Holness calls for action on climate change-mitigation policies at summit
Prime Minister Andrew Holness has welcomed the announcement of the United States-Caribbean Partnership to Address the Climate Crisis (PACC) 2030.
The two core points of emphasis in the initiative are to strengthen energy security and promote climate adaptation and resilience.
PACC 2030 will see the US working with regional governments to identify new clean energy projects and provide technical assistance to make sure they are viable.
In his address at the 9th Summit of the Americas held in Los Angeles, California, on Friday, Holness said that urgent access to climate finance remains a critical priority.
“The hemisphere has entered another hurricane season, a stark reminder of what could lie ahead for the next six months. For countries like Jamaica, which are disproportionately affected by the impacts of climate change, global emissions must be capped to net zero,” he said, adding that adaptation and mitigation solutions must be implemented.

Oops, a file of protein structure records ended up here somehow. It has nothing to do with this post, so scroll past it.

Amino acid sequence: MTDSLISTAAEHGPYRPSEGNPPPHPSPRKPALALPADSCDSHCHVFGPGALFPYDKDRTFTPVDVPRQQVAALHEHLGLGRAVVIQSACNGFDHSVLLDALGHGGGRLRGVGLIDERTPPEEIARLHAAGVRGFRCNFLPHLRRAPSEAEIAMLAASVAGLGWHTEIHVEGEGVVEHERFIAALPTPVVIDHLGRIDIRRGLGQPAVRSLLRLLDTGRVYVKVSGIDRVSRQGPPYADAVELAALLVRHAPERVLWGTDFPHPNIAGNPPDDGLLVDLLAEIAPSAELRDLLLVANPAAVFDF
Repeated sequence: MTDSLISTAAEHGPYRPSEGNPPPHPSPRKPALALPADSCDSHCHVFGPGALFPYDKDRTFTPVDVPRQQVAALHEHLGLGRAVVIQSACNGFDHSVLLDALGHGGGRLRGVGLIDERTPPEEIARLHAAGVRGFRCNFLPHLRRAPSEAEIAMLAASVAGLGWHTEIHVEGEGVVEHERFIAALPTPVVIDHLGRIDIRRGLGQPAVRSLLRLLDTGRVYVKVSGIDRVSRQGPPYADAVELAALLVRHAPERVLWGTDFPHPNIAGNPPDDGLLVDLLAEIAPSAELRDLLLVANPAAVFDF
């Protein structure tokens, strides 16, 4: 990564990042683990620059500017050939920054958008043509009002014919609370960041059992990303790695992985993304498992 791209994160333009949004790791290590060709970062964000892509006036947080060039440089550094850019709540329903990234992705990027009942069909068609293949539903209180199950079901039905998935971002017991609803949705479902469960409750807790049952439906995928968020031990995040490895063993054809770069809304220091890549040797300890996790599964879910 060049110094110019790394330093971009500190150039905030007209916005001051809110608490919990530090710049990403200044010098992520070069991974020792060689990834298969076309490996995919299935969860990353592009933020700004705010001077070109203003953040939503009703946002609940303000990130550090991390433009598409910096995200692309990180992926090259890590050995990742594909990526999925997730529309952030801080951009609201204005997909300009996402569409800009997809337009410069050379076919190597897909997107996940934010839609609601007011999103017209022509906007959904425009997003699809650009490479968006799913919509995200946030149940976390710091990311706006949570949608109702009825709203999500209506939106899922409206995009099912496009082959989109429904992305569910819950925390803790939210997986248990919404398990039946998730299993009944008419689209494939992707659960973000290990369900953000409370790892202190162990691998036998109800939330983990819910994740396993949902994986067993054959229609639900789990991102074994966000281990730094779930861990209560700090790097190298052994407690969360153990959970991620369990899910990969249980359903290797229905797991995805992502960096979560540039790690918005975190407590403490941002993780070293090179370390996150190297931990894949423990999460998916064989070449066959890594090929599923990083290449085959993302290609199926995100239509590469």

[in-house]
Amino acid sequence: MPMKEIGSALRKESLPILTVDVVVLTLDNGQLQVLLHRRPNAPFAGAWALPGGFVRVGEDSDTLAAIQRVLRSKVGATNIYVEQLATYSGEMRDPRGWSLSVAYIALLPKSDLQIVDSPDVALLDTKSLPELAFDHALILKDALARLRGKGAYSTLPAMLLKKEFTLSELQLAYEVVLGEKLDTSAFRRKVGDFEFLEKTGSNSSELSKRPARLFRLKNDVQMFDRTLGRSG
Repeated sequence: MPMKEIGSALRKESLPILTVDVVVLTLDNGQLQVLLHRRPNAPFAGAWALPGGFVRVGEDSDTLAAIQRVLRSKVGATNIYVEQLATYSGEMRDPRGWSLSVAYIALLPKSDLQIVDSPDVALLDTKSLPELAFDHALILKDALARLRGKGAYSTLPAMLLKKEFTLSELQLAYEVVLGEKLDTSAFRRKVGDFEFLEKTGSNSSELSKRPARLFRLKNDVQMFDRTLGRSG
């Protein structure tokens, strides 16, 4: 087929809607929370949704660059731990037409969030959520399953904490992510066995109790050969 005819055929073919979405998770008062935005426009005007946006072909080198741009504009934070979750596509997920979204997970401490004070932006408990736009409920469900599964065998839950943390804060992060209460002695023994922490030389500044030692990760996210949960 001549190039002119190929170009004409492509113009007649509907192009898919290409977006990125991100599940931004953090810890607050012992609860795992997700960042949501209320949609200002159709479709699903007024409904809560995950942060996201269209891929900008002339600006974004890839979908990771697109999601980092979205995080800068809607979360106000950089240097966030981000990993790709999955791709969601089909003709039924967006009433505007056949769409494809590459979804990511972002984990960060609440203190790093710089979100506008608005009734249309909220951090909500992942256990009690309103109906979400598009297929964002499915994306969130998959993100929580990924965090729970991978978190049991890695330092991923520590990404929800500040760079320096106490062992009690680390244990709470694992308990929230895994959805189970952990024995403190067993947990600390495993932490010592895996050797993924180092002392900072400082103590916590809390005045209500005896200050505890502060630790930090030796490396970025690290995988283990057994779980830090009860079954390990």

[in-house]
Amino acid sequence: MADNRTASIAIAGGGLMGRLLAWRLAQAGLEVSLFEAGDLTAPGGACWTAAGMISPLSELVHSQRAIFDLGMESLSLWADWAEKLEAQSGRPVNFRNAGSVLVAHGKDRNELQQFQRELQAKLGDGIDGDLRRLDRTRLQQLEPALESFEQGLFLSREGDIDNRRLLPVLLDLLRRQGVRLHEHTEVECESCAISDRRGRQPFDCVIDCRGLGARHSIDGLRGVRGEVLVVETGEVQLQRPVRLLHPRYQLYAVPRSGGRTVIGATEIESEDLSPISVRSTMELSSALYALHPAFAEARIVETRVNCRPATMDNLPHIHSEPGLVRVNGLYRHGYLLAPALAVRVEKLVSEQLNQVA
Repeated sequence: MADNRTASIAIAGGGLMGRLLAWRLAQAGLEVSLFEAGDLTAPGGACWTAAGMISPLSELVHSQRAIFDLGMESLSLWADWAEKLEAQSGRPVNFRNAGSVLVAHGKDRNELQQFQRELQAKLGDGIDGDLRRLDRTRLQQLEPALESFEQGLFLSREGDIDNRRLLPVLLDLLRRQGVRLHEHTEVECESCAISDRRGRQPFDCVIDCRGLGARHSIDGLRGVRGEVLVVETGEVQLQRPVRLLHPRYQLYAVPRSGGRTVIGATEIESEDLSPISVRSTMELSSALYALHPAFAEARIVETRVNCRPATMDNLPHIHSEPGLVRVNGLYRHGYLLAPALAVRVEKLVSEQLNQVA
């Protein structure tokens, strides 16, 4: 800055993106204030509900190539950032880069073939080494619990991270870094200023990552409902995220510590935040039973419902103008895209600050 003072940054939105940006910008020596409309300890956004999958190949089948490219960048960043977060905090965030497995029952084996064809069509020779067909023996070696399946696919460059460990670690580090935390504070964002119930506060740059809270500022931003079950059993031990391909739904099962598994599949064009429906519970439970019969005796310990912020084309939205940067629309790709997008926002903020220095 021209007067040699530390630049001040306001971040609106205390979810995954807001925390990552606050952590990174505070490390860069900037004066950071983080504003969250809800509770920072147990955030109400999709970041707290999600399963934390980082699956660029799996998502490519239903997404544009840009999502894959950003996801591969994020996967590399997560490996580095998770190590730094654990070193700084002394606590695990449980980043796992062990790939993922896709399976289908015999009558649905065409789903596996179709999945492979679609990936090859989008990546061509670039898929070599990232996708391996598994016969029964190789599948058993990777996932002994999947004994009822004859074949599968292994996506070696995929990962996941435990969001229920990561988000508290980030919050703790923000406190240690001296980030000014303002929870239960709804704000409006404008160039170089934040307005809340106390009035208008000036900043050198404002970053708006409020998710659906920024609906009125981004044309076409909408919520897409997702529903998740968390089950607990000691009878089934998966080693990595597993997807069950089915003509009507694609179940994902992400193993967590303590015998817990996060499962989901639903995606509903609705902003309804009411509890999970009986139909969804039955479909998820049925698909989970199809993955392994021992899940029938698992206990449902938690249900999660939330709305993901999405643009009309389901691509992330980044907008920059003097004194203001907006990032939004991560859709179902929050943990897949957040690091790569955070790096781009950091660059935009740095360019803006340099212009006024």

Holness said that access to financing for small and vulnerable economies, especially highly indebted middle-income countries, must be a priority towards recovery.
He said the Americas also has access to an abundance of agricultural supplies, renewable energy and other energy sources.
“We need greater intra-regional technical cooperation, trade and finance to harness these resources to make our hemisphere less vulnerable to global supply disruptions,” he reasoned.
Holness said the COVID-19 pandemic, the conflict in Europe, the climate crisis and the consequential impact on supply chains, food and energy security have led to the erosion of hard-won developmental gains.
He said that although Jamaica has been able to see sustained growth over six quarters, predicted levels of growth for the region are not robust.
Blueprint for cooperation
“This ninth summit comes at a pivotal time in global history and if it is to fulfil the promise of the moment, it must serve as an opportunity to announce a new blueprint for regional cooperation,” he said.
Holness urged countries to endeavour to create a new regional order, with the same “lofty ambition” as the first summit in 1994.
Meanwhile, the prime minister said several countries in the region, including Jamaica, are faced with a skills gap that could become a “binding constraint on our growth horizon”.
“The region needs a thoughtful and coordinated approach in facilitating massive investments in human capital development, while at the same time pursuing near-shore policies to bring jobs to workers in their home countries,” Holness remarked.